Schaus Swallowtail (Papilio aristodemus)
The Schaus Swallowtail is a species of medium-size butterflies found in a very limited area in the United States. Often confused for the giant swallowtail butterfly (which is much larger than them), the population of this arthropod is declining rapidly, with the NatureServe conservation status system enlisting them under their At risk – G3 group.
- Family: Papilionidae
- Genus: Papilio
- Common names: Schaus' Swallowtail, Island Swallowtail
- Scientific Name: Papilio aristodemus
Description and Identification
The full-grown caterpillars are dark to chocolate brown with yellow and cream lateral marks and patches. There is also a continuous white patch at the posterior end along with a few longitudinal rows of spots in blue. As an adaptation, the patches resemble the droppings of lizards and birds, which is a kind of camouflage to avoid the eyes of the predators.
The pupae are also brown with patterns that resemble a bark. During this stage, a pupa stays attached and hanging from a twig or branch with the help of a silken pad.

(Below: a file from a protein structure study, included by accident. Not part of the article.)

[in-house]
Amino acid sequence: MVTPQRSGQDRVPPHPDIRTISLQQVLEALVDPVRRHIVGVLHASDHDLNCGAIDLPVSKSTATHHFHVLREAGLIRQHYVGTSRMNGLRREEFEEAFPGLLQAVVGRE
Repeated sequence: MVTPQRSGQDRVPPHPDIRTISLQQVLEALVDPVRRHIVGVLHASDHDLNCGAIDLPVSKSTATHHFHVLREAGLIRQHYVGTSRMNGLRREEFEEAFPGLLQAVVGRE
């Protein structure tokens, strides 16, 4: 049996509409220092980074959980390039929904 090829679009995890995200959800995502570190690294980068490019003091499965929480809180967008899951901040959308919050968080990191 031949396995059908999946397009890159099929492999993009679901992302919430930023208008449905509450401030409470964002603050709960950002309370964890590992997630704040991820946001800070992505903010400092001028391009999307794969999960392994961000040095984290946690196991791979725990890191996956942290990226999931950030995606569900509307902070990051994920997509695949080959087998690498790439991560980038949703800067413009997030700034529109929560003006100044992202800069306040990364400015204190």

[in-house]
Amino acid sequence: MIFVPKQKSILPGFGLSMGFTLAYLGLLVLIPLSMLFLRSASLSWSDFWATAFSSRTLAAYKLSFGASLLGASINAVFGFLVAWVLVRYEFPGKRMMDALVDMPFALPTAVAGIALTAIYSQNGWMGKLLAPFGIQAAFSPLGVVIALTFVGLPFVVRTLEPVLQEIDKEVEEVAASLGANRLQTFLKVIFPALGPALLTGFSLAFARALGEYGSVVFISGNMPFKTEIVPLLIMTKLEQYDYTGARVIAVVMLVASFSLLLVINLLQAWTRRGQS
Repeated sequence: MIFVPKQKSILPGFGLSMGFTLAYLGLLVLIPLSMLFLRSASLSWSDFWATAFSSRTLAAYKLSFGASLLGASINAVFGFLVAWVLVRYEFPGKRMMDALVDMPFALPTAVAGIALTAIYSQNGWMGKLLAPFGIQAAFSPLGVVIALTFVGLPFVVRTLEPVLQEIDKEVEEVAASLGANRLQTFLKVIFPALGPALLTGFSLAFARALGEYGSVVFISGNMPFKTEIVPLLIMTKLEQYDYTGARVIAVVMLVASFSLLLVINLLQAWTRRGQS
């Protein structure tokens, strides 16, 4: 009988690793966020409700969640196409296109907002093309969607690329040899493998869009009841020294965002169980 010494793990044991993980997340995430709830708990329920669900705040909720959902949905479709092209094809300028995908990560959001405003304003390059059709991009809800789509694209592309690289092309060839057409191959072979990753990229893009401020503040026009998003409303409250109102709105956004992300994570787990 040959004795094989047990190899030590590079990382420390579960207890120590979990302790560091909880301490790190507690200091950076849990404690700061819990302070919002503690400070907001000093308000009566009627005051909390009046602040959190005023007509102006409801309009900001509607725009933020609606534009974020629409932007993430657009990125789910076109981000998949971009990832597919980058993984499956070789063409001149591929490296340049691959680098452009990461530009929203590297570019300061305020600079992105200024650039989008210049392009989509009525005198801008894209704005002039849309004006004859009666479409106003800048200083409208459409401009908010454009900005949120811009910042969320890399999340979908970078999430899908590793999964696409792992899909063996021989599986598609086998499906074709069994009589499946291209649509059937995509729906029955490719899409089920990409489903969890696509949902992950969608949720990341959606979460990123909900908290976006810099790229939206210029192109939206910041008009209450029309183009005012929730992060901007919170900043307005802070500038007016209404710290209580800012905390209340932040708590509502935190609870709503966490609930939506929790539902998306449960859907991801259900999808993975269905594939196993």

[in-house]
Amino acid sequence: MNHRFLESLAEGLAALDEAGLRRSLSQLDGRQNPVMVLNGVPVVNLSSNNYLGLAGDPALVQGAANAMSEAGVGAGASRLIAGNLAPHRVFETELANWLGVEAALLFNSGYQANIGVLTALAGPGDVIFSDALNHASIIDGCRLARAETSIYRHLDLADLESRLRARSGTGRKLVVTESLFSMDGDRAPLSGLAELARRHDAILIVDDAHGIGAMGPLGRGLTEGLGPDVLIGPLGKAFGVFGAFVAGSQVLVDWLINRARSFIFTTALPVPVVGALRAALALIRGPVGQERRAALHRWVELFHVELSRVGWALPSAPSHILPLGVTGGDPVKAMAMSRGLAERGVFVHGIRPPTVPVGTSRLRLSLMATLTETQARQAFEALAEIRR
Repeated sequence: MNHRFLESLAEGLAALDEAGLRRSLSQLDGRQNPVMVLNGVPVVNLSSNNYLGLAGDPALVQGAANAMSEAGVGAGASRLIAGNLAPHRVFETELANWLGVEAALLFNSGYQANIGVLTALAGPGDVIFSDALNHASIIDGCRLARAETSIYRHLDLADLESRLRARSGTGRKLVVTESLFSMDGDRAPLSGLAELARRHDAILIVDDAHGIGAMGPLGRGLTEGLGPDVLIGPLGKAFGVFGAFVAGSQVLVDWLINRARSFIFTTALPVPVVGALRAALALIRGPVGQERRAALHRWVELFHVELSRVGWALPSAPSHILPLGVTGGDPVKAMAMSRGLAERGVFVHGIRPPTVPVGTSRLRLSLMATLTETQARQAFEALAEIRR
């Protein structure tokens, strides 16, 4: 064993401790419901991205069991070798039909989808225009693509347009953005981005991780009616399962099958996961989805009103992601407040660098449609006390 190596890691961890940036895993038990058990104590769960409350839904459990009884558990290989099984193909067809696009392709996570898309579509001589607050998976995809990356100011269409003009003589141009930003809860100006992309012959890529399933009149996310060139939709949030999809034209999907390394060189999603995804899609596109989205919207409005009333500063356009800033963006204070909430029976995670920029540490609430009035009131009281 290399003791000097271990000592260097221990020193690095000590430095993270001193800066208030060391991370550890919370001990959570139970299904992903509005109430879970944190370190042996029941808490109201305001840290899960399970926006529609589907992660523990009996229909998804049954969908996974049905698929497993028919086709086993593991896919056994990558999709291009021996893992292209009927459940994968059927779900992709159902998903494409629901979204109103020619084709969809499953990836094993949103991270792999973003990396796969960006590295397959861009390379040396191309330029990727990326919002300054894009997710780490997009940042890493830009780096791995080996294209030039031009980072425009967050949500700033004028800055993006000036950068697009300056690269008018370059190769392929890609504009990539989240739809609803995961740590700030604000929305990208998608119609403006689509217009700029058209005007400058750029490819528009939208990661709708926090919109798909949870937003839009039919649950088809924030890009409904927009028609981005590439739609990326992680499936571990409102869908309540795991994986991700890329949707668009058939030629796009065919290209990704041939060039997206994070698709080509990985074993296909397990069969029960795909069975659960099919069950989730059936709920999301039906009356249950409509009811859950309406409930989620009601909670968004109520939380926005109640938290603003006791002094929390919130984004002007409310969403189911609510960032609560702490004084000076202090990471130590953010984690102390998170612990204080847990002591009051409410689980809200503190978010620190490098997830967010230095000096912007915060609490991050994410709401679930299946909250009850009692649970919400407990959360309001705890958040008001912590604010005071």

Sexual Dimorphism: Vaguely present
Color and Appearance: The sexes look similar except that, the tiny tips of the antennae in the male are yellow. Also, the males are smaller than the females. When the wings are open, their dorsal sides look brown, decorated with a series of yellow submarginal spots and a broad yellow median band. Tails are present in the secondary wings having yellow outlines. When the wings are closed, the undersides look yellow with marks in brown marked with a wide median band in rust and blue.
Average wingspan: 3¼ by 3¾ inches (82 by 95 mm)
Flight pattern: Medium
Light to dark green in color and are spherical. They are laid singly both on top and underneath the leaf surfaces.
|Distribution||Southern parts of Florida with subspecies occurring in Hispaniola, Cuba, and the Bahamas|
|Habitat||In the hardwood hammocks where there is no direct sunlight (but instead forms a dappling effect)|
|Lifespan of adults||1 month|
|Host plants||Plants belonging to the citrus family (Rutaceae) including Citrus species, hop tree (Ptelea trifoliata), Zanthoxylum spp., and torchwood (Amyris elemifera)|
|Adult diet||Nectar from flowers of guava, wild coffee, and cheese-shrub|
Did You Know?
- The males are highly territorial and keep their area free from other males while chasing the females during the mating season at the height of up to 10 feet.
- The arthropod gets its name in honor of the American etymologist William Schaus.